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    Additionally, my personal and professional references, are readily available on my LinkedIn profile - again, the power of social media.

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    With due respect to whoever raised the concern, an employment related litigation from 2005, has no bearing on my work or views in the area of family court reform. I welcome and would gladly answer questions presented if asked. I have nothing to be ashamed of, or hide. - P. Szymonik

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    I mean no disrespect but this is a subject that interests me a great deal and so I took the opportunity to research the author on Google. It appears that there are numerous lawsuits in which he is involved as a party, let me just say, more than one would expect of the ordinary parent or worker. Reading decisions and assessments of evidence, I find a shadow cast over the author‘s opinion here. There is always room for improvement, and there need always be periodic review and a willingness to reform the law to accommodate new knowledge and cultural change. That said,this opinion should be read with caution and in context.

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    In a recent meeting of the Law Revue Committee formed from Bill 6688 (a committee which did not include any divorced citizens), one committee member called the recent Massachusetts reform law a "disaster" (even though we have evidence to the contrary) and prevented what we consider a perfect opportunity to study a viable working system that addresses some of our concerns in the current law in Connecticut governing family court.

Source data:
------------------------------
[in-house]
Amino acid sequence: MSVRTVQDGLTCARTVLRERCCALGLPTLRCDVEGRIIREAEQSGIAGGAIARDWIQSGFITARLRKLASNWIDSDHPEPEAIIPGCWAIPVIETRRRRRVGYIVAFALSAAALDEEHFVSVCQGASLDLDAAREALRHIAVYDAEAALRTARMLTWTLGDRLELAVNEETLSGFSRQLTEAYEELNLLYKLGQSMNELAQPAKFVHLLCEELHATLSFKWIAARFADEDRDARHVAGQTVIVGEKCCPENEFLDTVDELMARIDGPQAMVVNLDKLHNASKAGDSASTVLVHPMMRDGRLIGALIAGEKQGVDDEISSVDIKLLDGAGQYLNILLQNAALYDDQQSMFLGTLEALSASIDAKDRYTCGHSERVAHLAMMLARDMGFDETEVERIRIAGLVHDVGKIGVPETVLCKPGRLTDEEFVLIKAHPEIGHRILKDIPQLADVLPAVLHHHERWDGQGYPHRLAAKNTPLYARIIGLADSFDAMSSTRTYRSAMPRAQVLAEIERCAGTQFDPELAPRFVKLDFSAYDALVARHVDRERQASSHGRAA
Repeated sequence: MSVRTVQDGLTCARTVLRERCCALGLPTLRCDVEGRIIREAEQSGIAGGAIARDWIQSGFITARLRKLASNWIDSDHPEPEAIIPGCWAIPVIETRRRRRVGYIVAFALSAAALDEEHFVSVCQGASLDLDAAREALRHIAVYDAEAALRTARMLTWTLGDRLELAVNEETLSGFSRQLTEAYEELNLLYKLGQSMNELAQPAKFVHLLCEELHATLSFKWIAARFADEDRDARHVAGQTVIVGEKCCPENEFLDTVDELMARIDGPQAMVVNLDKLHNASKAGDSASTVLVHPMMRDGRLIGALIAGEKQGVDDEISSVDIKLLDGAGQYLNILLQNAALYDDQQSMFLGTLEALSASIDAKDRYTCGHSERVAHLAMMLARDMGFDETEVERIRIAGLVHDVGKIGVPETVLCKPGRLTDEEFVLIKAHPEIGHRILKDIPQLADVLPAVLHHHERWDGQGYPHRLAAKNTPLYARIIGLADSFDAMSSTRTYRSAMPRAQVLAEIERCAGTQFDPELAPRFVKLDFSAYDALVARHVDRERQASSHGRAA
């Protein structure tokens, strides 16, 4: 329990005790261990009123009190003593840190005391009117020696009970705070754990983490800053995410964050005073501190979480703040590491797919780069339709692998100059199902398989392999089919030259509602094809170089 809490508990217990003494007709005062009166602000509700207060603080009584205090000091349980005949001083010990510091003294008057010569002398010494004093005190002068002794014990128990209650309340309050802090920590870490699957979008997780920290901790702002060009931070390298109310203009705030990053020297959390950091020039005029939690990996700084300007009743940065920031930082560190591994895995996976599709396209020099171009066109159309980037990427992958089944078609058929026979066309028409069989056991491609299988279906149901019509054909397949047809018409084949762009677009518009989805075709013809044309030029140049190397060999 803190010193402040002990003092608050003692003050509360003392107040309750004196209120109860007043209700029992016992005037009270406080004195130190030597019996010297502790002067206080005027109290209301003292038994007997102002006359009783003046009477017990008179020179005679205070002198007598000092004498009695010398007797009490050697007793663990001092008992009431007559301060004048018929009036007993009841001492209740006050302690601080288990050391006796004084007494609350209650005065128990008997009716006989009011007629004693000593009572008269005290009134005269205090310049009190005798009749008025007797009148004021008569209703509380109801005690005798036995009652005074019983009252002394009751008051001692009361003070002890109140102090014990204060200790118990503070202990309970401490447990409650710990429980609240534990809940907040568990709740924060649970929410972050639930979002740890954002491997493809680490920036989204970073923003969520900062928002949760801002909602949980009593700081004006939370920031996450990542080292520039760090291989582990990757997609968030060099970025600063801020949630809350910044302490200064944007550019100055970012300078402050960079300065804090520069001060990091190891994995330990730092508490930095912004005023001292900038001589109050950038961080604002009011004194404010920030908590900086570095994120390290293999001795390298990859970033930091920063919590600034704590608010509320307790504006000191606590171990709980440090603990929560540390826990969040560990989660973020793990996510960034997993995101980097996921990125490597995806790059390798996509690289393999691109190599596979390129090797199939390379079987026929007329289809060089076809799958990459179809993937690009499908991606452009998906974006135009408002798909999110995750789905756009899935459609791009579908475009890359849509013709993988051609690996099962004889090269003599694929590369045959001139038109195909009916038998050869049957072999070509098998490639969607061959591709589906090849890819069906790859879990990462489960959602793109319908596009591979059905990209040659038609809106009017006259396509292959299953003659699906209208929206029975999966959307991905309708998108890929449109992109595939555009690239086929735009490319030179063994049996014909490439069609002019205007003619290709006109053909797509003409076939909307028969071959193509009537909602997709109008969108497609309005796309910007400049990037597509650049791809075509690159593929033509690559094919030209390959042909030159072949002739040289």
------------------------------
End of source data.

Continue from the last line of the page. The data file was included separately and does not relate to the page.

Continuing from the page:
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    Thank you Peter for representing the 100s of parents that have come forward to express that they feel like justice has evaded them in our Connecticut family courts. We are not just a few parents who are speaking out, dozens of us are on the phone with our legislators and 90 parents came out to give testimony in person, or in written documentation, during the January 9th hearing and the subsequent one a week later for parents that couldn‘t get away on Jan 9th due to work and child care issues o,r because they felt too intimidated by the videotaped format going on during the January 9th hearing. Those 90 parents that spoke out in person, by written testimony, or by phone, represent only a small sample of the whole that feel disenfranchised and exploited by our Connecticut family courts. These families in Connecticut are lucky to have Peter Syzmonik out here writing about the core issue to help identify the problems and help to promote positive change. Change is much needed.